Tagged: MOOCs

So, what is exactly in this 3 hour objective testing course I’m running?

In response to a question I’ve been asked by a few people (what is in the course), the course description is available from:

This course description covers not just the rationale, aims, intended learning outcomes but also a description of the learning activities. As you can tell it is very hands on. Where you’ll have the opportunity to build your own objective test.

 

 

Advertisements

Getting started with objective testing in your teaching – a 3 hour online course

This is a re-post from http://a.ucs.ac.uk/elevate

I’m really pleased to announce the Elevate Team are rolling out our first online course, which is offered as an alternative to our face to face workshops or our unstructured FAQs. This offers an exciting opportunity for those who wish to learn this way.

The current course is based on our Getting Started with Objective Testing workshop. It lasts approximately 3.5 hours, and you have one week to complete it. On successful completion we’ll send you a Certificate of Attendance.

The rationale for the course is objective testing in LearnUCS (the quiz engine) is one of the most under utilised tools with the VLE, and it tends to be viewed as only useful for lower order learning skills. This course aims to challenge this perception as it is argued the tool offers significant benefits as a formative feedback.

The intended learning outcomes are:

  • LO1: Explain what we mean by the term objective test
  • LO2: Review a number of ways objective tests have been used in UK HE to enhance the learning experience
  • LO3: Design, develop and deploy an objective test in a module on LearnUCS

What are the course dates?

The course will commence on the 11th Feb, and run until the 15th. You should spend about 3.5 hours on the tasks within the course.

How do you enrol?

We are approaching this differently to our usual model of embedding it with our LearnUCS. This course is actually hosted in CourseSites.Com, which is offered by Blackboard. This means you do not need to be a member of UCS to complete the course, or use a UCS login. We are hoping this will help those across the Learning Network and beyond.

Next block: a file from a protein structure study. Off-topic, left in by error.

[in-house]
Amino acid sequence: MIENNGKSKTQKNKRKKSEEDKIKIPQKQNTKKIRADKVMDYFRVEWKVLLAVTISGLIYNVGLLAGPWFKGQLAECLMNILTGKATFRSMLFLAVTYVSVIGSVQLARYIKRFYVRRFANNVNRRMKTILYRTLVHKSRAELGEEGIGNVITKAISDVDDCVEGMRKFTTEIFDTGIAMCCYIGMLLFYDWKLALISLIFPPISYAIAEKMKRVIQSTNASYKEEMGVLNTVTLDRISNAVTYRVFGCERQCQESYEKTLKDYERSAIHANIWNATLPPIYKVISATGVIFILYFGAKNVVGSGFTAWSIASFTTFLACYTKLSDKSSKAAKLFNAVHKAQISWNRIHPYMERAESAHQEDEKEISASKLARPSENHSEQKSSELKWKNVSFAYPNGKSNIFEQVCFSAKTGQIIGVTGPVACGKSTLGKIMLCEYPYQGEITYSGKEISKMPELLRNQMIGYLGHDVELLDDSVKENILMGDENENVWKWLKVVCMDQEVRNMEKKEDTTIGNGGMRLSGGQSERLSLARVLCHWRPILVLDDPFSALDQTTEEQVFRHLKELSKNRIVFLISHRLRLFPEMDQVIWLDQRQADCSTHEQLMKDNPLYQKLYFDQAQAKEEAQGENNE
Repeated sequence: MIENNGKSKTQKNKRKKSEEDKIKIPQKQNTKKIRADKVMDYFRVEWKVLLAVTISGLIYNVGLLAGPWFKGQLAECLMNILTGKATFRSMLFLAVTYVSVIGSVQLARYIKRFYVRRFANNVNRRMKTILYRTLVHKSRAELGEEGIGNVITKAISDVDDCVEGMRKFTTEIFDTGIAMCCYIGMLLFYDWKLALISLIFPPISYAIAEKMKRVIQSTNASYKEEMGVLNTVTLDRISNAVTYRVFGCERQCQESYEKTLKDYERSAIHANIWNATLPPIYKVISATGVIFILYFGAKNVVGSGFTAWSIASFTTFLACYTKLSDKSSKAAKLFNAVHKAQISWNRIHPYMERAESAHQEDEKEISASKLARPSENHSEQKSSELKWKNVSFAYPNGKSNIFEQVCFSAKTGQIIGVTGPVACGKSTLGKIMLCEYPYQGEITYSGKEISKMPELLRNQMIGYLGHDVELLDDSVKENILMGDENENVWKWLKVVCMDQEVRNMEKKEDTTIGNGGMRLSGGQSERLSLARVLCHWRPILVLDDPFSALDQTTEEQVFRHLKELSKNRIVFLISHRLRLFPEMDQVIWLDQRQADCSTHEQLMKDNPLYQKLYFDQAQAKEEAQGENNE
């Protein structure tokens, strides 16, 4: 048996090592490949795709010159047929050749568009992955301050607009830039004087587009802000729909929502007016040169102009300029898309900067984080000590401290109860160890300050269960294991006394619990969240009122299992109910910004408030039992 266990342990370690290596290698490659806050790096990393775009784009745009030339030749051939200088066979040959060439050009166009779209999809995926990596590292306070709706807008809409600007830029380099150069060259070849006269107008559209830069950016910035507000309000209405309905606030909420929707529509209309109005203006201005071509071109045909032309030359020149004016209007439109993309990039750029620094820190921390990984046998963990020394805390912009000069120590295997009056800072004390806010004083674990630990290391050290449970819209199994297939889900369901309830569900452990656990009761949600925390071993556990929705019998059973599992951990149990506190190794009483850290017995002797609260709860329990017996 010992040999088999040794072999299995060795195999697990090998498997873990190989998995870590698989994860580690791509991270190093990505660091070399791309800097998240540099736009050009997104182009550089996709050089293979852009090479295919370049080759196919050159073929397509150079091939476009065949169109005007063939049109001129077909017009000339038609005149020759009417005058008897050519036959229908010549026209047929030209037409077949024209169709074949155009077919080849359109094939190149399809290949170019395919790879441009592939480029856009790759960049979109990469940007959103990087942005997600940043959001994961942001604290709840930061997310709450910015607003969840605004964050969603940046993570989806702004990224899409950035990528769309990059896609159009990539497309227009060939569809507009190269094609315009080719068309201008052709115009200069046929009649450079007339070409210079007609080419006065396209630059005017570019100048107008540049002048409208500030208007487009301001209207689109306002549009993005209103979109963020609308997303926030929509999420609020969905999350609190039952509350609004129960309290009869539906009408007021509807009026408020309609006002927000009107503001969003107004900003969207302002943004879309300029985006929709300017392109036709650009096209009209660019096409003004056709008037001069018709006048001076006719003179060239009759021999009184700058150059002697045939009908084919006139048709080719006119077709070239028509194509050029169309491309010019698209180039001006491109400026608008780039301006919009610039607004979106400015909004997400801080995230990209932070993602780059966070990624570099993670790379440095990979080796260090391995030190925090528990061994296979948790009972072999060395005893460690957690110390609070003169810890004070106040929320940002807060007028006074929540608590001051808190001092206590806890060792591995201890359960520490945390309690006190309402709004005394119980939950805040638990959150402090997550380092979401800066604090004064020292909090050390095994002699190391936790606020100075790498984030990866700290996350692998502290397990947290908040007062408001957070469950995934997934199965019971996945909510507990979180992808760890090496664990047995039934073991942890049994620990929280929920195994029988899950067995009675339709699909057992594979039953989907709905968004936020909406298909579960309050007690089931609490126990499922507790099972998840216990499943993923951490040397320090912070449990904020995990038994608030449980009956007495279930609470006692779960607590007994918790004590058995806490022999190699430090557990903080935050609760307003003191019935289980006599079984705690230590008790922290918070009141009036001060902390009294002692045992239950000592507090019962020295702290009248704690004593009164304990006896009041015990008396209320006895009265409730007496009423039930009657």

To enrol, simply visit the following URL and follow the self enrolment option.

Assessment Model in Google MOOC – what lessons might we take?

As mentioned in a previous post I have been really interested in the assessment model within MOOCs. The Google MOOC approach is very interesting in it focusses on a self assessment approach with sampling by assessors.

The assessment model is to use a very well defined marking criteria (seven tasks, with sub divisions and one point allocation to each of these sub divisions). With this very clear definition the self assessment model becomes viable. When it comes to the submission, this is managed through an online form with a box for each of the tasks.

To help interpret the marking criteria there is a formative exercise which you score a exemplar, and can check against an assessors marking.

The final stage is you mark your own submission.

A couple of things struck me. The assignments work because it focusses on well defined and measurable task. So it would transfer to an activity for CPD / MOOCs where we want to provide an assessment but we don’t want too much lecturer time on tasks. Secondly, as a task it would suit learning outcomes which focus on knowledge and awareness (lower order skills). Finally, we have the Self & Peer Assessment Tool in LearnUCS which can offer pretty much this functionality.

 

MOOC at UCS: Exploring the opportunities of rolling out a MOOC at UCS

There has been lots of discussion around MOOCs at UCS, at various levels. A key driver from the academic side has been Tim Goodchild (thanks Tim :-)).

Interestingly, with respect to rolling out a MOOC we’ve cracked many of the issues from our experiences of designing effective online CPD and Distance Learning courses.

A typical MOOC design would be content intensive (with formative feedback via tutorials and quizzes) and self contained. Where the expectation is for the individual to learn in isolation (cognitive construction), with a small component of social / group learning (social constructivist) around reflection and discussion board tasks. Therefore, the learning model is relatively simple.

Other emerging questions are addressed by using Blackboard Coursesites – the platform to run this one, and the self enrolment option. Also meaning we can offer these short MOOC courses without the creation of UCS user accounts. Also given it is Blackboard we have the existing skills to develop content and learning tasks within UCS.

I still haven’t solved the issue of the certificate of attendance – in the sense I can design each learning task to have a quiz component. This would allow me to track use. However, I need a simply process for mail merging people who have achieved these milestones to the delivery of a certificate.

So, the next stage is to discuss with colleagues the curriculum, the learning and assessment model for the course and start discussing issues around Marketing (getting word out, and using it as a feed into existing programmes – it would be nice to have this as a feed in to help recruit for existing provision at UCS).